Originally Posted by Cascadian
Spider Robinson - when I started this thread I googled him - his wife died at the end of May this year - she was a dancer and a Zen monk. Very interesting person.
I was reading through and stopped dead at this. I saw the two of them at a bookstore a year or so ago. I didn't stop, because I had no idea he was going to be speaking, and my family were waiting in the car, but...that just blows my mind. I had no
I really enjoy old Spider Robinson (the early Callahan books, Telempath and a few others I can't think of right now), but haven't been impressed by his more recent work, honestly. The last few Callahan books were...weak...just really weak. OTOH, he wrote a short story called (I think) "God is an Iron" that really stuck with me - very much a throwaway in a lot of ways, but something about it stuck with me.
The authors you listed in the OP aren't what I think of as "old school", except maybe Zelazny (somehow, I've never picked up a de Lint book - not sure why), but....
Terry Pratchett's Discworld, and his collaboration with Neil Gaiman, "Good Omens". But, I first read one of the Discworld books ("Pyramids") a long time ago, and was totally unimpressed. It just didn't click for me at all. Then, years later, I met dh, who is a Discworld fan, and he brought me a few to read, including the one I'd read before. I didn't want to tell him that I thought the book sucked, so I read the 3-4 he'd given me, including the re-read. And...it clicked. I love
them now. I know they're not for everybody, but I definitely think it's worth trying 2-3 of them even if the first one doesn't seem that good, yk?
Anne McCaffrey. I first discovered her when I read "Restoree" in 8th grade. She's got a few weak links here and there, but I enjoy almost everything she's written (including her romance, "Stitch in Snow", and I'm not a romance reader). I do think the Pern books suffer a bit from sequelitis, as do the Rowan books, to a lesser extent, but she spins a good story.
My favourite author is Robert A. Heinlein, and his "Stranger in a Strange Land" has already been mentioned here. I used to say it was my favourite book, but I'm not sure I have
a favourite. I read it for the first time when I was 11, and re-read it every couple of years for a long time. It was a different book every time until I was in my mid-20s. I may read it again soon - it's been a few years - as I suspect it will be a very different book again, after some of my life experiences in the last few years. I also enjoy the stories of Lazarus Long, especially "Time Enough for Love". A lot of people find him sexist, but I don't.
I loved Ender's Game, but most other Card books I've read slipped right back out of my memory. I recall enjoying a few other Ender books, but don't really remember them. I didn't like the Alvin Maker series, but also don't really remember it.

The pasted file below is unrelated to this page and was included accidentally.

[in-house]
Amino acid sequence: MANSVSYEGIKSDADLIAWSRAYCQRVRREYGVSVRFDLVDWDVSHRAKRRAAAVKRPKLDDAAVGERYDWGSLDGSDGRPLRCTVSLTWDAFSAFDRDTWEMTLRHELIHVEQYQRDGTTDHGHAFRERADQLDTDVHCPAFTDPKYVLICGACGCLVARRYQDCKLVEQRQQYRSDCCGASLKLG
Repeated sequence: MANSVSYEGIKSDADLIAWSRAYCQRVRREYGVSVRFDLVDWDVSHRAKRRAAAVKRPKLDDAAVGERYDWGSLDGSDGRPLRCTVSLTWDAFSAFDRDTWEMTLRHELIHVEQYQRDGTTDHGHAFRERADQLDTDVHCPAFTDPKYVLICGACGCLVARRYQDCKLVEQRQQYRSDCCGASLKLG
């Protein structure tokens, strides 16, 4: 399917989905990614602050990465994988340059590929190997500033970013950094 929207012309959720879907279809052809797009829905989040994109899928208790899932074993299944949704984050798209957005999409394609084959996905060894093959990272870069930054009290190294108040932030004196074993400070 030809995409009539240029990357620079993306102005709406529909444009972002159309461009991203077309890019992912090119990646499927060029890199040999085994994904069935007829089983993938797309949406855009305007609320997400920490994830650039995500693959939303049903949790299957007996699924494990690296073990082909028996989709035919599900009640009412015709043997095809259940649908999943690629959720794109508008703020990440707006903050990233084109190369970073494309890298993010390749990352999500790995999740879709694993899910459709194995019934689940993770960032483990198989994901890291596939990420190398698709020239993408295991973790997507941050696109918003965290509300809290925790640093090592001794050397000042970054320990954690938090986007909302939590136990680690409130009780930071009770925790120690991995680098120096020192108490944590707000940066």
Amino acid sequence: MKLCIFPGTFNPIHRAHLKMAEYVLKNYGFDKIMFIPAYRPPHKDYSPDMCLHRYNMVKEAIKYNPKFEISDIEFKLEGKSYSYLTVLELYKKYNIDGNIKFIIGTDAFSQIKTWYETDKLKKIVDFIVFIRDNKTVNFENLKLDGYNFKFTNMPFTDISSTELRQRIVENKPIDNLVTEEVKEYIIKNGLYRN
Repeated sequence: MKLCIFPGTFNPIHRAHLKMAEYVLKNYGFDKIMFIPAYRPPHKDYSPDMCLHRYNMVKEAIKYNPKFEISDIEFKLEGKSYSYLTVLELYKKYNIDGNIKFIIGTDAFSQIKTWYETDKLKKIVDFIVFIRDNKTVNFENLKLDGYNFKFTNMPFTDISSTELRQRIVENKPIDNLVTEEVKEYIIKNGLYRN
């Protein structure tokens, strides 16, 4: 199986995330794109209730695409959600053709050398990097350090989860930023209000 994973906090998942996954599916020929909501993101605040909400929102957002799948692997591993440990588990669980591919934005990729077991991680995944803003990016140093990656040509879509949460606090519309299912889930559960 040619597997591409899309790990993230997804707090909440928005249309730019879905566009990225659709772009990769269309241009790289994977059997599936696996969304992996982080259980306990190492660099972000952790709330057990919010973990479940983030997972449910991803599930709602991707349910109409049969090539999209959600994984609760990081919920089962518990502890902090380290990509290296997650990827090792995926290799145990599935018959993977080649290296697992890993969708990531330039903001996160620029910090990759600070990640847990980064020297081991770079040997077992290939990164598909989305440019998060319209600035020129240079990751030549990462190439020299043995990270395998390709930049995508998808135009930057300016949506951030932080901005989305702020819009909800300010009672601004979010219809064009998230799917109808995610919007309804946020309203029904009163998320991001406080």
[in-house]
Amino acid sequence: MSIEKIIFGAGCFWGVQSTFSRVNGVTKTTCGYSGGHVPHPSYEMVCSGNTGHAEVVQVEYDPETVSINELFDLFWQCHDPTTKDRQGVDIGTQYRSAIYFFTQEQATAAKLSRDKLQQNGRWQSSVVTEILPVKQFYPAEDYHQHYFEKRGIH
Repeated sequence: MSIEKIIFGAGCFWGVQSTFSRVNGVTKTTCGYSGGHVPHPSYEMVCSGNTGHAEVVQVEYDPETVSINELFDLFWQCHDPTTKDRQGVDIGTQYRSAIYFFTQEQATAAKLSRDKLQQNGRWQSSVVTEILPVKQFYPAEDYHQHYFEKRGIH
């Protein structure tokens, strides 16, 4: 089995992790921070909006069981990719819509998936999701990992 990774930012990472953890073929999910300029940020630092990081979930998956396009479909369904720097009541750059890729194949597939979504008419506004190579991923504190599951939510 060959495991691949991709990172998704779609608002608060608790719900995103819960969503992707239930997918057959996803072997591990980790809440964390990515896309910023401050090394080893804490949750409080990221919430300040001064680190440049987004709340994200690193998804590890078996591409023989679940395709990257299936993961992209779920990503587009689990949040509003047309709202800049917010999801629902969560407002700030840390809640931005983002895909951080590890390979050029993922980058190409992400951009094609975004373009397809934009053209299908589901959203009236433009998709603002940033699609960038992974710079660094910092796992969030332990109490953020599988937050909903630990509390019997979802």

Zelazny. I've read a few of his books, and his style isn't my favourite, but I have a major soft spot for the Amber series (Nine Princes in Amber was the first). I'm not sure what it is about them, but I could read them over and over.
Lackey. I read her and read her and read her, and I have no idea why. I even re
-read her. I don't even think she's a good author, and I find myself being irritated by various aspects of her writing all the time
, but I keep reading. I do think the Last Herald-Mage trilogy was very good, but the rest? Not so much...but I keep reading. Popcorn books, and full of...not exactly plotholes, but inconsistencies, imo...and the italics!! OMG. She uses more italics than any other three authors I can think of.
Lois McMaster-Bujold. She's the most recent addition to my favourites, although I guess it's been over 10 years since I discovered her. She's a solid writer, has an amazing sense of humour, and Miles Vorkosigan may be my all-time favourite protagonist. I also enjoyed the Sharing Knife, which I read a few months ago after having seen it recommended in several threads of this type.
Let's see...who else? I hate Samuel Delany's writing. I really enjoy most of what I've read by Robert Silverberg, especially the Majipoor stories.
There are soooo many. I went through a major Frank Herbert phase when I was younger (although I only ever read the first 4 - maybe 5? - Dune books). I've only re-read a few of them, though. Many of them are very good, but also...disturbing. The White Plague and Hellstrom's Hive are both thought provoking, but not always in a positive way. The former left me bummed out for weeks (not sure if it would now, though).
Midnight at the Well of Souls by Jack Chalker is another of my all-time favourites - just absolutely blew me away when I first read it, and I still really love it, but he milked the concept to death in the later books. I find a little bit of Chalker goes down well, but after a while, I feel as though I'm reading the same book over and over again.
You know...I'm looking at a shelf with a few hundred spec fiction books of various kinds on it, and I'm coming up blank...
People have mentioned Cherryh. Marion Zimmer Bradley is pretty good, but I find her a litlte hit and miss (actually, I feel the same way about Cherryh sometimes) I seem to recall Julian May's "Saga of the Pliocene Exiles" was pretty good, but it's been over 20 years since I read them (I have all four, but never seem to be able to locate them all at once, and I hate reading partial series). I don't remember them very well.
I'll probably be back...